Should you ever find yourself stranded on a desert island with me, you’d be in luck. I was sent to sleepaway camp when I was only six years old and back then we learned real shit, like how to forage through the forest for sustenance and build fires. (Years later, I’d also learn at camp how to give a killer blowjob, but that’s really a tale for another day.) Anyway, I can collect you a leaf filled with berries that probably won’t kill you and then strip birch bark into kindling to keep us warm as we wait for either actual help or for the leader of The Others to arrive. And while we recline beside that roaring fire, I can take your mind off stressful things – you know, like forever solitude – by quoting entire movies. I am well aware that, in civilization, this quality of mine may not be deemed so adorable, but on a barren beach where there’s no Netflix? My friend, I will be like a God. Included in my personal repertoire is the full John Hughes collection. I can give you all of Caddyshack. I can Triple Lindy into Back to School, call you “Twin” after performing Overboard, and recite all of Pulp Fiction – and not just Ezekiel 25:17; I’m not some amateur. But should you find yourself still feeling blue due to concerns about imminent starvation, I will calm those nerves by launching into Clue. I will play all the characters. I’ll hold a petrified starfish by one of its spiked points and pretend it’s a knife to perform the part where Wadsworth explains how the cook was murdered. Clue is guaranteed to elicit at least a giggle while we huddle beneath palm fronds whispering comforting affirmations to one another about how it all could be worse because at least now we will never have to buy coconut water and, though we may never see electricity or good porn again, at least we are not stuck in that psychologically-haunted villa in Hawaii with anyone from Ex On the Beach.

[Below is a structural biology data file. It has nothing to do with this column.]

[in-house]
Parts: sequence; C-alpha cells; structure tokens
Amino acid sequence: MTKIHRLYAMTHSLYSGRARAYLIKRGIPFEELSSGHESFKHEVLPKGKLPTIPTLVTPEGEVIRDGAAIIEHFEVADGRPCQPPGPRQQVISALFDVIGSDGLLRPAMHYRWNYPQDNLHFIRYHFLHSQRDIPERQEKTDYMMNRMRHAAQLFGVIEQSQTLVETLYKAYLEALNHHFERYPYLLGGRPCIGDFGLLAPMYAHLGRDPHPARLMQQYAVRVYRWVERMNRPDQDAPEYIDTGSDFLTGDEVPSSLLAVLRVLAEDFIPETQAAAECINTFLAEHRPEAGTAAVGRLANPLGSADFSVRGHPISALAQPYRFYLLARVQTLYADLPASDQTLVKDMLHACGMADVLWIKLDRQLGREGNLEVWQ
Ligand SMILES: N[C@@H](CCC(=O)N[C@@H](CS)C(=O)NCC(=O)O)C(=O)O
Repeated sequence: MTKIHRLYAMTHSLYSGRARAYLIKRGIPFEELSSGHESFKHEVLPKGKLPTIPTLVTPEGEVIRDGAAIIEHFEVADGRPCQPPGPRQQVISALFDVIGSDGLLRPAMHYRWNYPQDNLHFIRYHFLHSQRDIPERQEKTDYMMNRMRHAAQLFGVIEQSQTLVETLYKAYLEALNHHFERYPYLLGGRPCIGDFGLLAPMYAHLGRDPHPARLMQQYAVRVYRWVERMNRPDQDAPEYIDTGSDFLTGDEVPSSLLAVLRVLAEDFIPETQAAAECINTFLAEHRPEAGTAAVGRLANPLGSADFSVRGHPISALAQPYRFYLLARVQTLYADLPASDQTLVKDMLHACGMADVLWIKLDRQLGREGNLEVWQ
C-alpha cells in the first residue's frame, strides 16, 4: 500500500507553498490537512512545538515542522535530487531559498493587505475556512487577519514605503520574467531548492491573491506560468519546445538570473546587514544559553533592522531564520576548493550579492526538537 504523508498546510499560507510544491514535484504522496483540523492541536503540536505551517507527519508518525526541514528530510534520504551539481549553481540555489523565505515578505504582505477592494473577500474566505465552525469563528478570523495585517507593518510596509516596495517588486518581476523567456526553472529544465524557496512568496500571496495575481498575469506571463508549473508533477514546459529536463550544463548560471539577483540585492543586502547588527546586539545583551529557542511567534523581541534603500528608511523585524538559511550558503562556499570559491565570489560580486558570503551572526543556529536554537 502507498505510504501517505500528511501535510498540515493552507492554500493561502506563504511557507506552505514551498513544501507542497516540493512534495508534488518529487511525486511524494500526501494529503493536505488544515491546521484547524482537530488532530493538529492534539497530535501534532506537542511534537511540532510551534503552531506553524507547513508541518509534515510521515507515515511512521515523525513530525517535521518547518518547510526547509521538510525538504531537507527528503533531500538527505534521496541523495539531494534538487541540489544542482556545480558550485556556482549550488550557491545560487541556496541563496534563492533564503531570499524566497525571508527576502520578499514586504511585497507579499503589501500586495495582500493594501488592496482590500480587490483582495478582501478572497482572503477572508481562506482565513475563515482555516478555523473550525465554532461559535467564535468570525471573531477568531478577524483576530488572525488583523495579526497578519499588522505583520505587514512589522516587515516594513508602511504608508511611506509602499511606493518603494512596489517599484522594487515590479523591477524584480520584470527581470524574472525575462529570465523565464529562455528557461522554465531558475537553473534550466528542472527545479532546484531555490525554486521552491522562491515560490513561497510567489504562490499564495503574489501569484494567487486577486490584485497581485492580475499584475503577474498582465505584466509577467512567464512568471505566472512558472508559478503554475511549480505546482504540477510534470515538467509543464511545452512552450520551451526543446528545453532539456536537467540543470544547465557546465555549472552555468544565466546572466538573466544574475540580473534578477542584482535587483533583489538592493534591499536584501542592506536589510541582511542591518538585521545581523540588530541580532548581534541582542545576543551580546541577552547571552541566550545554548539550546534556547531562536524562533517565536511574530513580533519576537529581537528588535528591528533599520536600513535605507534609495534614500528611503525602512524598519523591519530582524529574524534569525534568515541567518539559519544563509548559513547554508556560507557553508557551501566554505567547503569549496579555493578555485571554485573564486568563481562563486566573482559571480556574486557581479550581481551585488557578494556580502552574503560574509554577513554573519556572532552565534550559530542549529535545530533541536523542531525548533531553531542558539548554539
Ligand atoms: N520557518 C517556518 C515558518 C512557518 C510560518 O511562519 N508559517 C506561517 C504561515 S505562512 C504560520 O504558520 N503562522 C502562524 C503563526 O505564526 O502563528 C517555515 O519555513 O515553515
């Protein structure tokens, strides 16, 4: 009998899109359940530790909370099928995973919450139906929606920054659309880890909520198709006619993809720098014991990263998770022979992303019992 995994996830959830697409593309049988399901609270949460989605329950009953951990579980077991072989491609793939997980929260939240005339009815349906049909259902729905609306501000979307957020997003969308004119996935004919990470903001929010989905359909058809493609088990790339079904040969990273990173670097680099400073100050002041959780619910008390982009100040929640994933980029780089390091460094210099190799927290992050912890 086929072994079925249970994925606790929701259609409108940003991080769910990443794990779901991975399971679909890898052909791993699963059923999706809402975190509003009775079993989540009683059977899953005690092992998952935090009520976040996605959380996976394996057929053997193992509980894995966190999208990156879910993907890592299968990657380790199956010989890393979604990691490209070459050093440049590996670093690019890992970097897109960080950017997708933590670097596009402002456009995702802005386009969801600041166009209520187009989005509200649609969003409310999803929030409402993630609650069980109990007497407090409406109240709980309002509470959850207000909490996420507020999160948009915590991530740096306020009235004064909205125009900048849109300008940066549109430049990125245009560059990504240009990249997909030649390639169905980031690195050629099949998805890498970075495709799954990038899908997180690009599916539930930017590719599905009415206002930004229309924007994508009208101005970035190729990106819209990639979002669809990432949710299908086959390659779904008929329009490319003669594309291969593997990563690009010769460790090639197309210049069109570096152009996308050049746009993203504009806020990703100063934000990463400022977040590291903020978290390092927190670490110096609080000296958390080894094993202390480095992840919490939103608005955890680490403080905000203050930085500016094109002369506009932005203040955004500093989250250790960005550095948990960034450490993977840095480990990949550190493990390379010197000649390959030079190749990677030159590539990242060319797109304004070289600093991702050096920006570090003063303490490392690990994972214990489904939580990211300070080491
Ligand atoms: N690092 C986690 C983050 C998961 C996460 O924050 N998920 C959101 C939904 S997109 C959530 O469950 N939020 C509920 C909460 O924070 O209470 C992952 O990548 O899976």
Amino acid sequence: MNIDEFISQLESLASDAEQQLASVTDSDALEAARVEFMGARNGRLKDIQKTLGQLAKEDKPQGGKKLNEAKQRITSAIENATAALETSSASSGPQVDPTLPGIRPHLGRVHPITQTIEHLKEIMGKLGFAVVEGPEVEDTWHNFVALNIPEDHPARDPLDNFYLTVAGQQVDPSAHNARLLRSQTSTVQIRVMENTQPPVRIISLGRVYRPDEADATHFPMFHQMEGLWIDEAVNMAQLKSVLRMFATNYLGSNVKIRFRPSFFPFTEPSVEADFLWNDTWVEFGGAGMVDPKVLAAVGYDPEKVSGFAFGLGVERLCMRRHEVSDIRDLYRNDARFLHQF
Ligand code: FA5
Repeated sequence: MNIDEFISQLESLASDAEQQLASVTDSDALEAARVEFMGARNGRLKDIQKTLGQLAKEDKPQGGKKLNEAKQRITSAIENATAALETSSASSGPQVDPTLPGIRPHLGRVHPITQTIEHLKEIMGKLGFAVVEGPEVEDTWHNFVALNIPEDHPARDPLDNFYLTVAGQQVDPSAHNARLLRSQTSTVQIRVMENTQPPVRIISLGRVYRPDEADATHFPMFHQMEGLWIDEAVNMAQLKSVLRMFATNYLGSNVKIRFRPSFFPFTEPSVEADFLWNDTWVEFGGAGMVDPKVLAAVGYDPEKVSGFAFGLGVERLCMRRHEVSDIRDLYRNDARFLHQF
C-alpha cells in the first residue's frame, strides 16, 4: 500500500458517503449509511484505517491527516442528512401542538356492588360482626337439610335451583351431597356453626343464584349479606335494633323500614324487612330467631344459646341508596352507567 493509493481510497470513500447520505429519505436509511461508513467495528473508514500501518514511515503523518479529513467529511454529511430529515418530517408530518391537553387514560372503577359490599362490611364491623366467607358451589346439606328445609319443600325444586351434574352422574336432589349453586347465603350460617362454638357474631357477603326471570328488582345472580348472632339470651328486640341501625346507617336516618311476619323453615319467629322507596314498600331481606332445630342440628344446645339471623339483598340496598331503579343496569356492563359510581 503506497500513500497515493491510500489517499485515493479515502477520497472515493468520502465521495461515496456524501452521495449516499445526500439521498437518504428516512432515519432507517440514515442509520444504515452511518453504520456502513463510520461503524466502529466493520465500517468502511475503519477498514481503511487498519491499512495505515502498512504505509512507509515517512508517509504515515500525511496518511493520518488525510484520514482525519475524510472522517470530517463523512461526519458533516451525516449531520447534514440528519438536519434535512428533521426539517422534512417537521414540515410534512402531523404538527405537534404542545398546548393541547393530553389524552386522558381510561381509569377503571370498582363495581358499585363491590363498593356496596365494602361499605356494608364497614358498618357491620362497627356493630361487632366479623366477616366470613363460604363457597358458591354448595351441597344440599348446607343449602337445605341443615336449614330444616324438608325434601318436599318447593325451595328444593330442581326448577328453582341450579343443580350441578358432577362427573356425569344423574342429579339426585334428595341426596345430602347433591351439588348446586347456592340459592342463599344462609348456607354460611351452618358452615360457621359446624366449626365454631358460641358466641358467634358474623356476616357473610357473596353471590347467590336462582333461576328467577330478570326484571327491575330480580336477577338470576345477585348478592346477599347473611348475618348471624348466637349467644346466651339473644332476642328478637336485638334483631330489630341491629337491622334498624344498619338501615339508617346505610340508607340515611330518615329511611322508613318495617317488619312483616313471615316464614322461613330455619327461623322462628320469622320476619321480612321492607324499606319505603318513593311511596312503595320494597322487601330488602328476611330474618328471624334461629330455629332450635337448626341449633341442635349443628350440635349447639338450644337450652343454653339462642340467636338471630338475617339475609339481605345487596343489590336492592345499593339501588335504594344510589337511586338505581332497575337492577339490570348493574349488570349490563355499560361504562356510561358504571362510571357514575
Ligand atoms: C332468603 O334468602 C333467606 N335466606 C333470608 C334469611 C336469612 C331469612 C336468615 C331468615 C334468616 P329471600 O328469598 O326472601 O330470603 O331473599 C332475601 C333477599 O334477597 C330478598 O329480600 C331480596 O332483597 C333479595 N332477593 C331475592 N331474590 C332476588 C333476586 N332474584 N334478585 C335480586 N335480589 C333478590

Welcome to MTV’s Ex On the Beach, a social experiment the founders of television could never have expected to transpire, not even on the days they drank straight scotch until they saw only static. This program brings reality stars and “social media stars” – and if you’re not already sighing heavily, we can never be friends – into a gorgeous villa in Hawaii so they can be manipulated while cameras film every second of their inebriated time. Join me from the comfort of your sofa (where, hopefully, there’s nary an ex in sight) as we witness fitness models, a DJ, and former contestants from shows like Big Brother, The Bachelor, and Are You the One as they head to what they pretended to believe would be paradise until the producers revealed the real plot: that their exes would eventually wash upon the shores like debris and subsequently scatter the senses of every single person present.